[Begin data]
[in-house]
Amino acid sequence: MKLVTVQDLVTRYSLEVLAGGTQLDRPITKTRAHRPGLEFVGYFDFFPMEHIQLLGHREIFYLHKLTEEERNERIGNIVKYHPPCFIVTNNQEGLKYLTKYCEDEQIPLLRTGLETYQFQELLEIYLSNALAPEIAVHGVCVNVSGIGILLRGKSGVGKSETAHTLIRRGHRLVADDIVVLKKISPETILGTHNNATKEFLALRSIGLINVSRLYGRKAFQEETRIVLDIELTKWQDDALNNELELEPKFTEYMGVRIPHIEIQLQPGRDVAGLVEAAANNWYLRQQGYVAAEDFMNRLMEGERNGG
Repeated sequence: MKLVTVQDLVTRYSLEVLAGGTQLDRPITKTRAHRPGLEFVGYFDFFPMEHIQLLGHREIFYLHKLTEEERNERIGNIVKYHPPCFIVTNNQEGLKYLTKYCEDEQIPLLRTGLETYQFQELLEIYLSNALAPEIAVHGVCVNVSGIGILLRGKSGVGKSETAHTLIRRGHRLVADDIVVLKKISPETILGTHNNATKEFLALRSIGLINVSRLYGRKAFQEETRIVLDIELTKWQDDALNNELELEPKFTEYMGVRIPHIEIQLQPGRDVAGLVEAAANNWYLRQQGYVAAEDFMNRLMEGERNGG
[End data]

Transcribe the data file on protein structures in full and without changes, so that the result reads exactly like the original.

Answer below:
[in-house]
Amino acid sequence: MKLVTVQDLVTRYSLEVLAGGTQLDRPITKTRAHRPGLEFVGYFDFFPMEHIQLLGHREIFYLHKLTEEERNERIGNIVKYHPPCFIVTNNQEGLKYLTKYCEDEQIPLLRTGLETYQFQELLEIYLSNALAPEIAVHGVCVNVSGIGILLRGKSGVGKSETAHTLIRRGHRLVADDIVVLKKISPETILGTHNNATKEFLALRSIGLINVSRLYGRKAFQEETRIVLDIELTKWQDDALNNELELEPKFTEYMGVRIPHIEIQLQPGRDVAGLVEAAANNWYLRQQGYVAAEDFMNRLMEGERNGG
Repeated sequence: MKLVTVQDLVTRYSLEVLAGGTQLDRPITKTRAHRPGLEFVGYFDFFPMEHIQLLGHREIFYLHKLTEEERNERIGNIVKYHPPCFIVTNNQEGLKYLTKYCEDEQIPLLRTGLETYQFQELLEIYLSNALAPEIAVHGVCVNVSGIGILLRGKSGVGKSETAHTLIRRGHRLVADDIVVLKKISPETILGTHNNATKEFLALRSIGLINVSRLYGRKAFQEETRIVLDIELTKWQDDALNNELELEPKFTEYMGVRIPHIEIQLQPGRDVAGLVEAAANNWYLRQQGYVAAEDFMNRLMEGERNGG